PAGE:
> Online auction fraud  when a seller doesn't deliver goods or sells a
> defective product  accounted for 12 percent of the 431,000 computer fraud
> complaints received last year by Consumer Sentinel, the Federal Trade
> Commission's consumer fraud and identity theft database. Auction fraud was
> the most commonly reported computer-related fraud in the database.
>
> And the scams run the gamut.
>
> Last year, a federal grand jury indicted an Ohio man on charges he sold
> hundreds of thousands of dollars of stolen Lego merchandise on the
> Internet. Earlier this year, a New Mexico woman was sentenced to nine
> years in federal prison for selling forged hunting licenses on eBay, over
> the phone and by e-mail, and then not delivering trips paid for by
> out-of-state hunters.
>
> Earlier this month, a man who failed to deliver tickets to the 2005 Ohio
> State-Michigan football game to 250 online auction customers was sentenced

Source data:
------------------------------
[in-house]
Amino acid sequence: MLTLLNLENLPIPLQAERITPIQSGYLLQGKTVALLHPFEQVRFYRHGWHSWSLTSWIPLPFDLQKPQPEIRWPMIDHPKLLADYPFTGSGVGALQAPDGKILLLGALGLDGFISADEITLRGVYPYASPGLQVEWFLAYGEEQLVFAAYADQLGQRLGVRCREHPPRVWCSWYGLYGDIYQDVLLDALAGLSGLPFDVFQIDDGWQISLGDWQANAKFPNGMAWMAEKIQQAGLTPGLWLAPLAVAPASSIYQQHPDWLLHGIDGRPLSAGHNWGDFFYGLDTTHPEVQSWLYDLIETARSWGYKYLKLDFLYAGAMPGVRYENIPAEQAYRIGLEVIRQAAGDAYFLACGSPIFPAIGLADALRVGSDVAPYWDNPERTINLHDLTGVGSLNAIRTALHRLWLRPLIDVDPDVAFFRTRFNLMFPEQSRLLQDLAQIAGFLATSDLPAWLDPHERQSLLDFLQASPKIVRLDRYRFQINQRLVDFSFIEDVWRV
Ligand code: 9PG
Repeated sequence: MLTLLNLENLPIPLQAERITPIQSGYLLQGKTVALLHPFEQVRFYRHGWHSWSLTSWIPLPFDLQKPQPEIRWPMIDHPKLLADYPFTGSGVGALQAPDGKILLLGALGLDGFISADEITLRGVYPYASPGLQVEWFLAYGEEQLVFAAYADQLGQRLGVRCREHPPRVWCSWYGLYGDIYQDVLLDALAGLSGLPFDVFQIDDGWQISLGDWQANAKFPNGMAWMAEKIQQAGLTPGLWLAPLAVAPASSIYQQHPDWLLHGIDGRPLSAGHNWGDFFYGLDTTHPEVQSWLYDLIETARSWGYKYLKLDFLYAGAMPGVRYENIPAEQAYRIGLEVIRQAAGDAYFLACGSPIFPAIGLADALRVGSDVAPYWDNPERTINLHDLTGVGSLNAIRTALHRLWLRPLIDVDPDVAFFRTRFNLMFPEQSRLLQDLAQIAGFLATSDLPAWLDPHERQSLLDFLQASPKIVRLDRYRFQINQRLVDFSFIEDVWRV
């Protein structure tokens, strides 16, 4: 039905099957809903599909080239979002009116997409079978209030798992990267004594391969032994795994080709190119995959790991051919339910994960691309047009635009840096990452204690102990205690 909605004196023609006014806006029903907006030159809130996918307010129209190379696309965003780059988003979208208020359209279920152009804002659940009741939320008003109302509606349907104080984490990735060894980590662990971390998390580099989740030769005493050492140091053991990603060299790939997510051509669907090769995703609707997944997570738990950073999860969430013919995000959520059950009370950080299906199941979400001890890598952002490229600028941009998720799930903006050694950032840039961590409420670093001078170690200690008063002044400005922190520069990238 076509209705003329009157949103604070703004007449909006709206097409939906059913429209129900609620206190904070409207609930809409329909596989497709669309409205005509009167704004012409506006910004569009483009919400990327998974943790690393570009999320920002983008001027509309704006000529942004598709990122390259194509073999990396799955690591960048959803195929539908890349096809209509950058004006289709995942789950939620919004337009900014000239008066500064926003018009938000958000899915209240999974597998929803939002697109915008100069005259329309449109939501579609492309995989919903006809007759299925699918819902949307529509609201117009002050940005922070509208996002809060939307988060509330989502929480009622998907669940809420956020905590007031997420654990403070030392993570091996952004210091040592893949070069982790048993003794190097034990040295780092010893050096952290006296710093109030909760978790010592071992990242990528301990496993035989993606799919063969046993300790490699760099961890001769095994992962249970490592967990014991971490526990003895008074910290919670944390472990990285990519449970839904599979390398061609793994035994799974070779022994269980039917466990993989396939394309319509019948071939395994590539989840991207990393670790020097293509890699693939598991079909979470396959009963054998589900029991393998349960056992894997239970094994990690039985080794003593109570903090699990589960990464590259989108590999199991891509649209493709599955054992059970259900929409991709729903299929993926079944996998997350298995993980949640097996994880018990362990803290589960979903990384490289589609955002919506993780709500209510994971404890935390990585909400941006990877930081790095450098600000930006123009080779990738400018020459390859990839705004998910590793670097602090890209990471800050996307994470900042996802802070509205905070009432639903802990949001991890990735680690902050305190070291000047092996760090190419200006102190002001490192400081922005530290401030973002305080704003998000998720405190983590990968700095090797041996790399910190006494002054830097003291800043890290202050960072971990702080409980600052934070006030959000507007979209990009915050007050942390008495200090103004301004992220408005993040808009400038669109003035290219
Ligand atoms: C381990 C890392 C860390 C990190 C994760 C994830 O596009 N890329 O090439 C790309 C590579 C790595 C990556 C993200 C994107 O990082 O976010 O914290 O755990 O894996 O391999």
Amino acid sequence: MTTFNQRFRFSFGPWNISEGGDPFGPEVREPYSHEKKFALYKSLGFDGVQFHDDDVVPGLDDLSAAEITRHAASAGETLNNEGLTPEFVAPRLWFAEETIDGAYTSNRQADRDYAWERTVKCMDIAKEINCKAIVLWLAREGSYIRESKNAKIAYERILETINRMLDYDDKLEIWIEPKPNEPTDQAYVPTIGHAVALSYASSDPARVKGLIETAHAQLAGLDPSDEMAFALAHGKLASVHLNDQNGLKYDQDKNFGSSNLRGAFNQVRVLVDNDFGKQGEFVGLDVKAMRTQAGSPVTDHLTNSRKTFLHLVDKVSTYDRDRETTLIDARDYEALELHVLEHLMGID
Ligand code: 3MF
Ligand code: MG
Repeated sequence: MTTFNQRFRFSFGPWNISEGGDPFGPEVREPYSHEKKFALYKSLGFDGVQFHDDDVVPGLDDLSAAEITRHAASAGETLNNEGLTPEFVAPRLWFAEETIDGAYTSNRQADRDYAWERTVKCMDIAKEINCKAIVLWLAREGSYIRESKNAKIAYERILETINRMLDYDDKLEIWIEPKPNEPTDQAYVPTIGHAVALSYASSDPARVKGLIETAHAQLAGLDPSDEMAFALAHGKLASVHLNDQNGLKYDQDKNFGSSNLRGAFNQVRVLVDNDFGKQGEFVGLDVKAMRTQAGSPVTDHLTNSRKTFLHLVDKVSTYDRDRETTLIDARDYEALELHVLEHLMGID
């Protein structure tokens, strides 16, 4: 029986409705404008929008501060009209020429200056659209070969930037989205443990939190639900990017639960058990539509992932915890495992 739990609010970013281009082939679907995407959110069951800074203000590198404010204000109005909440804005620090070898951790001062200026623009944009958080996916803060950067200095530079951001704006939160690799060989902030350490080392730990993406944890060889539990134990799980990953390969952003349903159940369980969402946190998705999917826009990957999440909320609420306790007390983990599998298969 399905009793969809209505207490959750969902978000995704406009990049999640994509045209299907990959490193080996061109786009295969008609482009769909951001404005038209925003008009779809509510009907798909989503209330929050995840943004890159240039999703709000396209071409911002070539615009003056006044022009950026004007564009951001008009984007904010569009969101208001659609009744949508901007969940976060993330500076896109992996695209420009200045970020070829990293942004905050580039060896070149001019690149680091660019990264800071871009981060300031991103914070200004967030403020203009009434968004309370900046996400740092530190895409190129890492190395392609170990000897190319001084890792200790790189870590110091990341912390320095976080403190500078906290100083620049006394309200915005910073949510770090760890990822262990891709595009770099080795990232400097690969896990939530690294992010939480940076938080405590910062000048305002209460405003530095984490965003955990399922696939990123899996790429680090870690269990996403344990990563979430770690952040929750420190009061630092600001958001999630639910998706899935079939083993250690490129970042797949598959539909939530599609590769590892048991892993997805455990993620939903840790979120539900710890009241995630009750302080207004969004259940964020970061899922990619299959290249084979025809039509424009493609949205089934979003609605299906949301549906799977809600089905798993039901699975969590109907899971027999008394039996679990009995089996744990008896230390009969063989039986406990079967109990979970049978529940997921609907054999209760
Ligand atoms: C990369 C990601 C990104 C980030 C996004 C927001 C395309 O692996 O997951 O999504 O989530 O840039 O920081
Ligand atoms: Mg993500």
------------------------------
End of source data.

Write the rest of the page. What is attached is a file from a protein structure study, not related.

> to 34 months in federal prison.
>
> Johannes Ullrich, an Internet fraud expert with the SANS Institute in
> Bethesda, Md., said the CMU research "sounds like a credible way to detect
> fraud."
>
> "Essentially, what they're trying to do is find these extended circles of
> friends who make positive recommendations to each other," said Ullrich,
> the chief technology officer of SANS' Internet Storm Center, which tracks
> viruses and other Internet problems.
>
> But Ullrich said the CMU researchers must find a way to screen out false
> positives. He said a small group of users  such as baseball card
> collectors  might repeatedly buy from one another and could be flagged as
> high-risk.
>
> Faloutsos said the researchers have thought of that in developing the